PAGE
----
Yellow Barn mounts illuminating residency

Thursday, July 28, 2016

David Weininger writes for The Boston Globe:

To a degree unusual among high-caliber gatherings, Vermont’s Yellow Barn festival insists on the centrality of the contemporary in the summer music landscape. Of crucial significance is its annual composer residency, a part of the Yellow Barn tradition that has, in recent years, included Philippe Hersant, Brett Dean, and, most recently, Jörg Widmann.

The idea extends beyond simply programming a large fraction of one composer’s oeuvre. As important is the opportunity created to put more familiar repertoire in dialogue with something seemingly alien, thus throwing new light on both.

This year’s festival has upped the ante by bringing to Yellow Barn’s idyllic environs a composer both distinguished and largely unknown in this country. Stefano Gervasoni, 54, studied with several masters of European modernism, among them Luigi Nono, Helmut Lachenmann, and György Ligeti. Yet though he holds academic positions at the prestigious Paris Conservatory and in his native Bergamo, Italy, his music is largely a cipher in the US. Yellow Barn’s Composer Portrait concert (Aug. 2) offers a rare opportunity to hear a full evening of his works. Further compositions will be distributed through the concerts that follow, in the company of pieces by Mozart, Schubert, Schoenberg, and Fauré, among others.

Knopp, speaking from the festival’s home in Putney, said that he’d heard about Gervasoni’s music from percussionist Eduardo Leandro, a Yellow Barn faculty member since 2010. Listening to a selection of his works piqued Knopp’s curiosity, though he wondered if it was just personal interest rather than something on which to base an entire residency. Then he discovered that while Gervasoni may not have established a huge profile in America, “many of the young participants revere him.”

How to begin talking about such unfamiliar fare? One could start with Gervasoni’s relationship to the traditions that he sees himself standing both within and outside of. Two works to be performed at Yellow Barn give some indication of this complex interaction: “descdesesasf,” a 1995 string trio, and “Luce ignota della sera,” a short piece for piano and electronics composed in 2015.

Both are homages to Schumann, bringing his music into a creative counterpoint with other artists. Material for the trio is derived from a motif in one of Schumann’s “Fantasiestücke.” At one point the music stops so that the three musicians can quietly recite “Aschenglorie,” a grimly un-nerving late poem by Paul Celan. “Luce ignota” integrates a four-hand piece by Schumann with an excerpt from Gervasoni’s “Prédicatif,” itself a homage to Nono. The electronics confer on this strange meeting a halo both enticing and unsettling, as if the encounter were recalibrating the internal vibrations of Gervasoni’s musical sources, producing what note the composer in a program note calls “scraps of sound that unite and become confused, in a world heard microscopically, ideally beyond reality.”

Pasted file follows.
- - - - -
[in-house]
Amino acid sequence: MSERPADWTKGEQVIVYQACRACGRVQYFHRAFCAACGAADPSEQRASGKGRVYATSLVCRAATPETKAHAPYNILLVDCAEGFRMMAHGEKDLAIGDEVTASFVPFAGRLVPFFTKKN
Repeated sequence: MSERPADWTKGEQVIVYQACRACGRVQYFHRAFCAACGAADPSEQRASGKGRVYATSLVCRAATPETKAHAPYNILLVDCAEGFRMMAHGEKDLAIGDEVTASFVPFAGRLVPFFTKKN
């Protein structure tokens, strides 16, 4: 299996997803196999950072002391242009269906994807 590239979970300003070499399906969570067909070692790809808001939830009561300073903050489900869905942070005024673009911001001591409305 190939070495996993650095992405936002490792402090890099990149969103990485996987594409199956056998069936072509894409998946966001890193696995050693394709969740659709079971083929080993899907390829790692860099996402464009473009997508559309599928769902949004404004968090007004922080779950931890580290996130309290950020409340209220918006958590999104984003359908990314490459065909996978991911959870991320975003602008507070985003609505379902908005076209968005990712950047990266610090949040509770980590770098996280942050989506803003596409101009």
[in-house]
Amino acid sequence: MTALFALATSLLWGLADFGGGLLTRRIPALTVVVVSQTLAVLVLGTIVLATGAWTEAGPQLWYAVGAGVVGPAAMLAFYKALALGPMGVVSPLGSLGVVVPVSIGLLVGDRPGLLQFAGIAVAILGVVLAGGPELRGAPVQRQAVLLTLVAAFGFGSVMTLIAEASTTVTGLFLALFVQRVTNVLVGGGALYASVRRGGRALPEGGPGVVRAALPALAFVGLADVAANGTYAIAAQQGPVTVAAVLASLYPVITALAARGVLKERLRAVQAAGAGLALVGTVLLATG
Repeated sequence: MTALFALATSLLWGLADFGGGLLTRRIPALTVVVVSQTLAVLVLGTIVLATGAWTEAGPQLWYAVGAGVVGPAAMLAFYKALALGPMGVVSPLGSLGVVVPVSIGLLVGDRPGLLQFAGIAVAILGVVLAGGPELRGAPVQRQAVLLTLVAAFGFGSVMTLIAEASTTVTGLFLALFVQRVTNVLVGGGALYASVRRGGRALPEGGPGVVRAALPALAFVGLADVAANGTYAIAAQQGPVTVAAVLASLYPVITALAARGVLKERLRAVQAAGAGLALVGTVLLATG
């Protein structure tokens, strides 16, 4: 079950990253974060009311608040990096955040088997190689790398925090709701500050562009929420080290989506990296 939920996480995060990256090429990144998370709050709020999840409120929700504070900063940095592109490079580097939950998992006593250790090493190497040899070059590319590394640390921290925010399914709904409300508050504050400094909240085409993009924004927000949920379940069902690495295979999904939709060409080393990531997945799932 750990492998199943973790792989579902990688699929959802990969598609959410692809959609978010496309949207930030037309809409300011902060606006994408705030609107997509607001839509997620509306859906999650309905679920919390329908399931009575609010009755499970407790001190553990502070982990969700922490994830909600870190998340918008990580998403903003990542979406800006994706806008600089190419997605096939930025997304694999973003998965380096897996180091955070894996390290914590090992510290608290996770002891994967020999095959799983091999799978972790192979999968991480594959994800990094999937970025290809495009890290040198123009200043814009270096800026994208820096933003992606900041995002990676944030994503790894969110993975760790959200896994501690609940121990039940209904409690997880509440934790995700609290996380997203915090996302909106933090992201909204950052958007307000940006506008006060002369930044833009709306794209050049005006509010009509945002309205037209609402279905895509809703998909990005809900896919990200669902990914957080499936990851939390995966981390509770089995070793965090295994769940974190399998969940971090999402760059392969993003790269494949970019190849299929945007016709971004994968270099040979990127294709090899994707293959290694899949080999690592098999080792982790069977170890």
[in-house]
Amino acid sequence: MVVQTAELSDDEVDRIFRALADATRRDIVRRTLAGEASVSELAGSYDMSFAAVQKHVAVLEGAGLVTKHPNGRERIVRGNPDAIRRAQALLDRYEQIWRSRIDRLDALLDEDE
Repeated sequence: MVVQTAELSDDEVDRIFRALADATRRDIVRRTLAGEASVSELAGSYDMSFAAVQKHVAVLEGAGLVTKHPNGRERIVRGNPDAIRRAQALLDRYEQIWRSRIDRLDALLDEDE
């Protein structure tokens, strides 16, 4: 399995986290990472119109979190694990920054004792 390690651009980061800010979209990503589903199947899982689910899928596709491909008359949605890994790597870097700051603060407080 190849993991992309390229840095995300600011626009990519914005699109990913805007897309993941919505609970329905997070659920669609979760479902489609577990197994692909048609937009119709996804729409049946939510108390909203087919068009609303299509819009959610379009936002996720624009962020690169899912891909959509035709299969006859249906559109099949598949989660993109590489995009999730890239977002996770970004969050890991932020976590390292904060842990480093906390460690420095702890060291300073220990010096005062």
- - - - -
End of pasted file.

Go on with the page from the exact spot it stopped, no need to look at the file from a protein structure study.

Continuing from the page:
Those words, though intended to describe “Luce ignota,” could also describe the artistic permeation that occurs in “descdesesasf.” They also point, albeit in an indirect way, to an important characteristic of Gervasoni’s work more generally. The sounds he uses bear at least a family resemblance to those of other composers, especially Lachenmann. Yet his works also have an airiness, a sense of breath and even light, that sets them apart from his mentors’ more frictional creations.

“There’s a kind of density to Gervasoni’s music,” Knopp put it. “Not so much texturally, but it gives me the feeling of very dense music that has experienced the big bang. You have things that are floating away from each other that once belonged together. And he has a way about writing where you feel there’s a cohesion, always, in spite of that.

“There is a lyricism that’s there, even in a single sound,” he said elsewhere. “The difficulty in realizing what he wants is the separation, the space between things, and you have to be able to hear from very high up. It’s like looking at the earth from outer space.”

At one point during the conversation Knopp mentioned that he had been “talking around” Gervasoni’s music, and that he looked forward to his residency in large part because that, and that alone, would be his chance to truly know it.

“I wish I could tell you more about it,” he said. “But I kind of feel like to know him, you have to hear more of it in person. There are other composers where you can tell about the piece through a performance that may or may not be doing it justice. But his music is very much performance dependent. It’s so refined and difficult enough that it really depends on us to do well by it.”